The Hon. R.A. SIMMS (16:14): I rise to speak in relation to the report. In so doing, I want to recognise the work of all members of the committee: the Hon. Reggie Martin, the Hon. Jing Lee, the Hon. Connie Bonaros and my colleague the Hon. Tammy Franks, who represented the Greens on the committee for the first half of the process while I was on leave. I really appreciate the work that the Hon. Tammy Franks did on the committee in terms of raising issues on behalf of the Greens.

I think it is worth noting that this committee would not have occurred if not for the work of the Greens and the work of the Hon. Frank Pangallo and the Liberal opposition. When it became clear that the two universities wanted to merge, the Greens came out—with the support of the Hon. Frank Pangallo and the Liberal opposition—and said that we wanted there to be a parliamentary inquiry.

At that time, the government said no. They said, 'Any delay is denial of this proposal. We can't possibly have the parliament cast a ruler over this, because that's going to delay the whole process and it has to be done at breakneck speed.' Luckily, they relented and we did manage to get a parliamentary inquiry established. I want to recognise the work of the Hon. Frank Pangallo and the work of the opposition in making that happen.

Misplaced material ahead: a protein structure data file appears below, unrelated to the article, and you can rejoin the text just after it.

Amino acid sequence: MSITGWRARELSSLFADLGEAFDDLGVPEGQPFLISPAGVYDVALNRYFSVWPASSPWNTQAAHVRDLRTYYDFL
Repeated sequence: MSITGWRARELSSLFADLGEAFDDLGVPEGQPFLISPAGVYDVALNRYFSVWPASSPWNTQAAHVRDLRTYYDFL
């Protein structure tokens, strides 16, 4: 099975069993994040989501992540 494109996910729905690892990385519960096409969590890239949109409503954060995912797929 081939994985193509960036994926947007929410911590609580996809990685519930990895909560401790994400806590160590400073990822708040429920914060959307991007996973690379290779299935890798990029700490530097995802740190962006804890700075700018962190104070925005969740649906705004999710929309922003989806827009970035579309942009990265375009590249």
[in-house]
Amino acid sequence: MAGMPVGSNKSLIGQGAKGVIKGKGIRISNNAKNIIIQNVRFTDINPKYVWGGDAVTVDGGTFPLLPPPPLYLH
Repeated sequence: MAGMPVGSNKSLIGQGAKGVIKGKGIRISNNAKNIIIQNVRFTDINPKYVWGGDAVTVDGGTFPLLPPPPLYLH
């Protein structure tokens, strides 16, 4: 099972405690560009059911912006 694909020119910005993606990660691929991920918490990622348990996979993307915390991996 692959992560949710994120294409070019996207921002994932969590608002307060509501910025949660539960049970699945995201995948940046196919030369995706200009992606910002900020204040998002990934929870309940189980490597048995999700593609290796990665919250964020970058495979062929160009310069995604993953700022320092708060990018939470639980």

It was disappointing, though, that what we got was a committee process that was less than ideal because it was operating under a very tight time frame. The proposal that the Greens had put forward, which was supported by the Hon. Frank Pangallo and the opposition, had a much longer reporting time frame and I think would have provided more of an opportunity to ventilate the key issues. That said, we welcome the fact that there was some level of parliamentary scrutiny.

I think it would have been optimum for there to be a commission of inquiry into this proposal—an independent commissioner who could have given a recommendation on whether or not this was indeed in the public interest. Instead, what we saw was a politicised process where you had the two vice-chancellors lining up with the government to advocate for this reform. I think that has been regrettable, because it has undermined some of the public confidence in this proposal.

You will note the majority recommendations, and the Hon. Reggie Martin has spoken to those. The Greens dissent from those recommendations. We have submitted our own minority report and I will talk to a few of those elements. In particular, it is worth noting that we reserve our position on any bill that comes before the parliament. Although I note that, as a result of the One Nation/one university/one SA-Best deal that was announced in the media earlier, our position may not be that relevant to the government, because it seems that some of my colleagues have signed along the dotted line before the bill had even been introduced into this place.